Anglicanism and Its Historical Identity

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One of the odd things I have noticed in recent years is the historical isolationism of certain streams of Anglican evangelicalism.   It manifests itself in a number of ways: a disparagement of the Book of Common Prayer; the downplaying of systematic theology as a vital component of the church's ministry and witness; and the occasional strange intervention on matters like the doctrine of scripture.  For example, i recently came across an Anglican who claimed that inerrancy was `an American issue' who cited, as evidence that Anglican evangelicals were different, J. I. Packer's great little book, 'Fundamentalism' and the Word of God.  To me, the latter book, far from being evidence of the distance between the inerrantist position of, say Old Princeton, would be the first piece of evidence for which I would reach in order to show the basic identity of the two positions.  Sometimes I suspect that `It's an American issue' should be translated as `It is not an issue I personally want to address; and everyone in the non-USA English speaking world has it in for the Americans, they are a soft target, so let's blame them.'

Given all this, readers should check out the work of Lee Gatiss, an Anglican vicar, who is doing great work in recovering the historic confessional roots of Anglicanism and encouraging a new generation of Anglicans to think more theologically.  He runs The Theologian webpage, and is involved with the Latimer Trust,who have published a number of his books.  Most notable are the recent collection of St. Antholin's Lectures, with contributions from distinguished Anglican thinkers such as Alister McGrath and Ashley Null, entitled Pilgrims,. Warriors, and Servants: Puritan Wisdom for Today's Church; and his monograph on Augustus Montague Toplady, The True profession of the Gospel: Reclaiming Our Reformed Foundations, where he highlights a stream of Anglican thinking that went beyond the evangelical pietism of Charles Simeon and, of course, his modern heirs.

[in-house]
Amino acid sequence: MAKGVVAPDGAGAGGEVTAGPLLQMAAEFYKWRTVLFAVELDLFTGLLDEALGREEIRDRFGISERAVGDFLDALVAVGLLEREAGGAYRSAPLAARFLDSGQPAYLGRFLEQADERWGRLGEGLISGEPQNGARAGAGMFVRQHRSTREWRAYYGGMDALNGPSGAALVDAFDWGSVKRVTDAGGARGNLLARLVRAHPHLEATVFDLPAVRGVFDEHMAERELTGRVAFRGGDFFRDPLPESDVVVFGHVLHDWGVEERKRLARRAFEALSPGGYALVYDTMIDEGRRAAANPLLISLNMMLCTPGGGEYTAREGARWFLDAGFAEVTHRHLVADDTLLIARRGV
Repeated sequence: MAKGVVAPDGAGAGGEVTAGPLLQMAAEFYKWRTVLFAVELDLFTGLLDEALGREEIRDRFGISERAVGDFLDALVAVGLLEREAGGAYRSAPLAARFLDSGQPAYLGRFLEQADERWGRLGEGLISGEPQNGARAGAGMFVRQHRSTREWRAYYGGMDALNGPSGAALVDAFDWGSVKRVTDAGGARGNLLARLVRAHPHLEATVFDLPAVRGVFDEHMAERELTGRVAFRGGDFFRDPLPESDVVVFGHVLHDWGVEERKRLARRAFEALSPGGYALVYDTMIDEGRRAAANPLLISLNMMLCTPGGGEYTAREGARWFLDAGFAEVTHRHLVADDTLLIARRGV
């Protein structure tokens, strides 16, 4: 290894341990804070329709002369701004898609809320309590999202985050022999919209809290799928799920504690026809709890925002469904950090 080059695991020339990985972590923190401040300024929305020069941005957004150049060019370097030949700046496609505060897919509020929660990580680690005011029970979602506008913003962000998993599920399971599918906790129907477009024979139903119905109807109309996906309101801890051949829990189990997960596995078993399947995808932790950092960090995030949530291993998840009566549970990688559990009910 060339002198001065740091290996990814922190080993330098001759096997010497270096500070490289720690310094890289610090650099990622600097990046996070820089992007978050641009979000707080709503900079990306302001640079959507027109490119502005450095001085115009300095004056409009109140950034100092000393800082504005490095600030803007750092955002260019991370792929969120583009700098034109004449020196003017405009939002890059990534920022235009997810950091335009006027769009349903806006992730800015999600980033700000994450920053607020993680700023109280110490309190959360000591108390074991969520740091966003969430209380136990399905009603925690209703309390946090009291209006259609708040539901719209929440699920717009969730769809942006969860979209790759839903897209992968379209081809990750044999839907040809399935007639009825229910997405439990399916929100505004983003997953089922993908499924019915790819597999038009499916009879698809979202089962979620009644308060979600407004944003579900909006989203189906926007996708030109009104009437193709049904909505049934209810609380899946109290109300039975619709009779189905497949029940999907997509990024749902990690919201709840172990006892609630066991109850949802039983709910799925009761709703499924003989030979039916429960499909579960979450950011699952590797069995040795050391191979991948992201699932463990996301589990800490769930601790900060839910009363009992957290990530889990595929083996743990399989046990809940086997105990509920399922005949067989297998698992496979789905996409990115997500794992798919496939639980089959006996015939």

He also has an interesting article in the September-October edition of The Gospel Magazine (not online as far as I can tell) where he discusses Toplady's use of the term `the unerring word of God.'  Can you believe those Americans?!?  They were obviously corrupting the Anglicans even before 1776, imposing their theologically imperialist innovations upon the C of E.

Not enough to make me become an Anglican -- I may be mad, but I'm not that mad -- Gatiss's material is still a welcome contribution to debates about the historic identity of Anglican evangelicalism.

Posted November 5, 2010 @ 10:20 AM by Carl Trueman
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